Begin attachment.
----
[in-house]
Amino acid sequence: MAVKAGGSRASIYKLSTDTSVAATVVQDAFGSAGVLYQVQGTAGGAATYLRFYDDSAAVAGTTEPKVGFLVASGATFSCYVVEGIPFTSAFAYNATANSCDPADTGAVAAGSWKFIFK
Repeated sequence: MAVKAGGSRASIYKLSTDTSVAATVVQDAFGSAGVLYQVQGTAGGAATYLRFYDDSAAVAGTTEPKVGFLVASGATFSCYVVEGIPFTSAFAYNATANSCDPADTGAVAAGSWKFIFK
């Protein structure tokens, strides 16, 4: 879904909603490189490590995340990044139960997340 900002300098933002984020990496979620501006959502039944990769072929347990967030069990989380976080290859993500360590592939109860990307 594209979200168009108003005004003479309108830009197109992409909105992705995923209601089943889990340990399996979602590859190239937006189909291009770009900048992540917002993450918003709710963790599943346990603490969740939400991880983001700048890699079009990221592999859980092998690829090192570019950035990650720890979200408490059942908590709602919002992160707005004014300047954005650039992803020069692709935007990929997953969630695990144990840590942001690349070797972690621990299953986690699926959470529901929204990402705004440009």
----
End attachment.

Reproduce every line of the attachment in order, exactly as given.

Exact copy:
[in-house]
Amino acid sequence: MAVKAGGSRASIYKLSTDTSVAATVVQDAFGSAGVLYQVQGTAGGAATYLRFYDDSAAVAGTTEPKVGFLVASGATFSCYVVEGIPFTSAFAYNATANSCDPADTGAVAAGSWKFIFK
Repeated sequence: MAVKAGGSRASIYKLSTDTSVAATVVQDAFGSAGVLYQVQGTAGGAATYLRFYDDSAAVAGTTEPKVGFLVASGATFSCYVVEGIPFTSAFAYNATANSCDPADTGAVAAGSWKFIFK
């Protein structure tokens, strides 16, 4: 879904909603490189490590995340990044139960997340 900002300098933002984020990496979620501006959502039944990769072929347990967030069990989380976080290859993500360590592939109860990307 594209979200168009108003005004003479309108830009197109992409909105992705995923209601089943889990340990399996979602590859190239937006189909291009770009900048992540917002993450918003709710963790599943346990603490969740939400991880983001700048890699079009990221592999859980092998690829090192570019950035990650720890979200408490059942908590709602919002992160707005004014300047954005650039992803020069692709935007990929997953969630695990144990840590942001690349070797972690621990299953986690699926959470529901929204990402705004440009």